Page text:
Data Enrichment in Discovery Systems Using Linked Data

  • Dominique RitzeEmail author
  • Kai Eckert
Conference paper
Part of the Studies in Classification, Data Analysis, and Knowledge Organization book series (STUDIES CLASS)


The Linked Data Web is an abundant source for information that can be used to enrich information retrieval results. This can be helpful in many different scenarios, for example to enable extensive multilingual semantic search or to provide additional information to the users. In general, there are two different ways to enrich data: client-side and server-side. With client-side data enrichment, for instance by means of JavaScript in the browser, users can get additional information related to the results they are provided with. This additional information is not stored within the retrieval system and thus not available to improve the actual search. An example is the provision of links to external sources like Wikipedia, merely for convenience. By contrast, an enrichment on the server-side can be exploited to improve the retrieval directly, at the cost of data duplication and additional efforts to keep the data up-to-date. In this paper, we describe the basic concepts of data enrichment in discovery systems and compare advantages and disadvantages of both variants. Additionally, we introduce a JavaScript Plugin API that abstracts from the underlying system and facilitates platform independent client-side enrichments.


Data Enrichment Semantic Web Recommendation Database Detail Page Database Tier 
These keywords were added by machine and not by the authors. This process is experimental and the keywords may be updated as the learning algorithm improves.



We like to thank Bernd Fallert for his great work on the implementation.


  1. Berners-Lee, T. (2006). Linked data - design issues.
  2. Blenkle, M., Ellis, R. & Haake, E. (2009). E-LIB Bremen – Automatische Empfehlungsdienste für Fachdatenbanken im Bibliothekskatalog/Metadatenpools als Wissensbasis für bestandsunabhängige Services. Bibliotheksdienst, 43(6), 618–627.CrossRefGoogle Scholar
  3. Boland, K., Ritze, D., Eckert, K., & Mathiak, B. (2012). Identifying references to datasets in publications. In P. Zaphiris, G. Buchanan, E. Rasmussen, & F. Loizides (Hrsg.) Proceedings of the Second International Conference on Theory and Practice of Digital Libraries (TDPL 2012), Paphos, Cyprus, September 23–27, 2012. Lecture notes in computer science (Vol. 7489, pp. 150–161). Berlin: Springer.Google Scholar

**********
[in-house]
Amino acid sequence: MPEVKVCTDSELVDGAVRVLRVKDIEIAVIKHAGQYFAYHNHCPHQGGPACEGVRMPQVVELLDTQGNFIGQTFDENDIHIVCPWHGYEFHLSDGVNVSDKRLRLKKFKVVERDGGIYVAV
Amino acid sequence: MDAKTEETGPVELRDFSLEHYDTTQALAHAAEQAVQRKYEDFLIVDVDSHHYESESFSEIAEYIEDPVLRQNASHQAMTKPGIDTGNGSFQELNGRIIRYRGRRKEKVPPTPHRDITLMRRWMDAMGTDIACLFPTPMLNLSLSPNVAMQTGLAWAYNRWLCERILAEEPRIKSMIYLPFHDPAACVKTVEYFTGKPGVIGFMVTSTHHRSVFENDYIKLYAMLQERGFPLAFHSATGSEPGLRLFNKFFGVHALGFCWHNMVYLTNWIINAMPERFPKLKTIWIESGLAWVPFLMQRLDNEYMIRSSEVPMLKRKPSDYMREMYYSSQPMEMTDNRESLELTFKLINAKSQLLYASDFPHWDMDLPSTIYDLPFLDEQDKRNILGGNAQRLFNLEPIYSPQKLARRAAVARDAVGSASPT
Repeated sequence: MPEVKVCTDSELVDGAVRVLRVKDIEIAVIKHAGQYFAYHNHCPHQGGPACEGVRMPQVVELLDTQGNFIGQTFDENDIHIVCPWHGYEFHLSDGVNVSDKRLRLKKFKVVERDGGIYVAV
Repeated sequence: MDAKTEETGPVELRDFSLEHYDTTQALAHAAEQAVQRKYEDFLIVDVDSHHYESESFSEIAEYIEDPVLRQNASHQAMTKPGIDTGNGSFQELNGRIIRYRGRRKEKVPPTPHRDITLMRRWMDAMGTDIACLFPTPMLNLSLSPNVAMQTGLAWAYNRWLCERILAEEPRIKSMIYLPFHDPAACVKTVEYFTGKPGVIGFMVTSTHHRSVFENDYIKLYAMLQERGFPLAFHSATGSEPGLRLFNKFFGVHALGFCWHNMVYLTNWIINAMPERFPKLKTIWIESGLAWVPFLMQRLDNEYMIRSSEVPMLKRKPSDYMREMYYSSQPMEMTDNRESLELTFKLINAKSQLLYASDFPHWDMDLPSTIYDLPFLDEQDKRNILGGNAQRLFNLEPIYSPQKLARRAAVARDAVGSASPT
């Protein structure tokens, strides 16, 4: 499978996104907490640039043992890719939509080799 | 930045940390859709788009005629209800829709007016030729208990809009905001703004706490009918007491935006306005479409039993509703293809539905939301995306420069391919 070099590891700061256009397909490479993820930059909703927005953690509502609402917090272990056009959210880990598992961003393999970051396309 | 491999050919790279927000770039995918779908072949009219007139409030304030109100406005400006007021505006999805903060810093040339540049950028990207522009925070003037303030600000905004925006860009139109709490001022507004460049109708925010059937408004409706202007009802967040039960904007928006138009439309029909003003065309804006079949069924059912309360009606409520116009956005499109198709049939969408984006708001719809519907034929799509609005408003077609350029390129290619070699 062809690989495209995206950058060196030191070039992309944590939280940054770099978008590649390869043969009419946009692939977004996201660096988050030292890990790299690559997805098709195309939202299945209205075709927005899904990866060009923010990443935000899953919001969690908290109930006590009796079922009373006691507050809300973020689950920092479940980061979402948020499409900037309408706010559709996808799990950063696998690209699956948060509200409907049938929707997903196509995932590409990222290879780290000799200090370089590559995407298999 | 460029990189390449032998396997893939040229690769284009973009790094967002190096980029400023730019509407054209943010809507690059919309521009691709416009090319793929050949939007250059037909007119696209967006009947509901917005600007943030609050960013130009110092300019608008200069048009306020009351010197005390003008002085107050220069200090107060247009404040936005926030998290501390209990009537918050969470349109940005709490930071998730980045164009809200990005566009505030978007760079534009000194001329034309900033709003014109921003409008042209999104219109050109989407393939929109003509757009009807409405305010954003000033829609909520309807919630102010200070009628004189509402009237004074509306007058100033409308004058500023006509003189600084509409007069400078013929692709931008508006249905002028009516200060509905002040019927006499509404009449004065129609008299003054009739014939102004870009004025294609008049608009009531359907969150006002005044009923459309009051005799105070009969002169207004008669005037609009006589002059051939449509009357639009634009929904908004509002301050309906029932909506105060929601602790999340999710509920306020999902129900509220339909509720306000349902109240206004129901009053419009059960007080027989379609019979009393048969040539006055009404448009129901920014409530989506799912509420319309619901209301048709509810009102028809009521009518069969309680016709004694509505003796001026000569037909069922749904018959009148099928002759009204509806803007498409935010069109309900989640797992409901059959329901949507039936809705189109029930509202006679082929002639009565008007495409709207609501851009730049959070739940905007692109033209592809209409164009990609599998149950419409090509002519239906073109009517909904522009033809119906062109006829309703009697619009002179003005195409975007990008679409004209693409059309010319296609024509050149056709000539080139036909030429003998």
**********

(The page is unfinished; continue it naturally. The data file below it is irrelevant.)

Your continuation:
4. Bonte, A., et al. (2011). Brillante Erweiterung des Horizonts: Eine multilinguale semantische Suche für den SLUB-Katalog. BIS, 4(4), 210–213.Google Scholar
  5. Danowski, P., & Pfeifer, B. (2007). Wikipedia und Normdateien: Wege der Vernetzung am Beispiel der Kooperation mit der Personennamendatei. In Bibliothek Forschung und Praxis (Vol. 31, pp. 149–156), Nr. 2 [ISSN 0341-4183].Google Scholar
  6. Geyer-Schulz, A., Hahsler, M., Neumann, A., & Thede, A. (2003). An integration strategy for distributed recommender services in legacy library systems. In Between data science and applied data analysis studies in classification, data analysis, and knowledge organization (pp. 412–420).Google Scholar
  7. Mönnich, M., & Spiering, M. (2008). Adding value to the library catalog by implementing a recommendation system. D-Lib Magazine, 14(5/6), May/June 2008.Google Scholar
  8. Rumpf, L. (2012). Open Catalog: Eine neue Präsentationsmöglichkeit von Bibliotheksdaten im Semantic Web? Perspektive Bibliothek, 1(1), 56–80.Google Scholar

Copyright information

© Springer International Publishing Switzerland 2014

Authors and Affiliations

  1. 1.Mannheim University LibraryMannheimGermany
  2. 2.University of MannheimMannheimGermany

Personalised recommendations